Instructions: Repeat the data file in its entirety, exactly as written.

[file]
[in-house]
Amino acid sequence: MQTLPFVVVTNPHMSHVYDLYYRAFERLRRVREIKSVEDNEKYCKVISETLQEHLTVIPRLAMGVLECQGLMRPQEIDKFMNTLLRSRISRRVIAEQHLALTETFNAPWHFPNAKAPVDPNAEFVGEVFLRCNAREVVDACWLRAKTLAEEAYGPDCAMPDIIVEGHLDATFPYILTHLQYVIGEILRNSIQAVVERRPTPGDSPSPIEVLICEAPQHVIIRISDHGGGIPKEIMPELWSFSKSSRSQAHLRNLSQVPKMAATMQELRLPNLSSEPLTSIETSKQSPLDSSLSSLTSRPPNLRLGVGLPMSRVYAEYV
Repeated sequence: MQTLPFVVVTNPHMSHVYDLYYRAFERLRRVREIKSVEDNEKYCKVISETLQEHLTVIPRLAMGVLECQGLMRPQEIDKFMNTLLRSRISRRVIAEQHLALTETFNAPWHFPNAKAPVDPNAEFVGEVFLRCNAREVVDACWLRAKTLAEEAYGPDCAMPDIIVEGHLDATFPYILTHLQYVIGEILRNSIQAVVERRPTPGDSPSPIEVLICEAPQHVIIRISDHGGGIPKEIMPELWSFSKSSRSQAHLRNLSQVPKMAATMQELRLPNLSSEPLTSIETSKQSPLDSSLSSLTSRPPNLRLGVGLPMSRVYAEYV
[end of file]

[in-house]
Amino acid sequence: MQTLPFVVVTNPHMSHVYDLYYRAFERLRRVREIKSVEDNEKYCKVISETLQEHLTVIPRLAMGVLECQGLMRPQEIDKFMNTLLRSRISRRVIAEQHLALTETFNAPWHFPNAKAPVDPNAEFVGEVFLRCNAREVVDACWLRAKTLAEEAYGPDCAMPDIIVEGHLDATFPYILTHLQYVIGEILRNSIQAVVERRPTPGDSPSPIEVLICEAPQHVIIRISDHGGGIPKEIMPELWSFSKSSRSQAHLRNLSQVPKMAATMQELRLPNLSSEPLTSIETSKQSPLDSSLSSLTSRPPNLRLGVGLPMSRVYAEYV
Repeated sequence: MQTLPFVVVTNPHMSHVYDLYYRAFERLRRVREIKSVEDNEKYCKVISETLQEHLTVIPRLAMGVLECQGLMRPQEIDKFMNTLLRSRISRRVIAEQHLALTETFNAPWHFPNAKAPVDPNAEFVGEVFLRCNAREVVDACWLRAKTLAEEAYGPDCAMPDIIVEGHLDATFPYILTHLQYVIGEILRNSIQAVVERRPTPGDSPSPIEVLICEAPQHVIIRISDHGGGIPKEIMPELWSFSKSSRSQAHLRNLSQVPKMAATMQELRLPNLSSEPLTSIETSKQSPLDSSLSSLTSRPPNLRLGVGLPMSRVYAEYV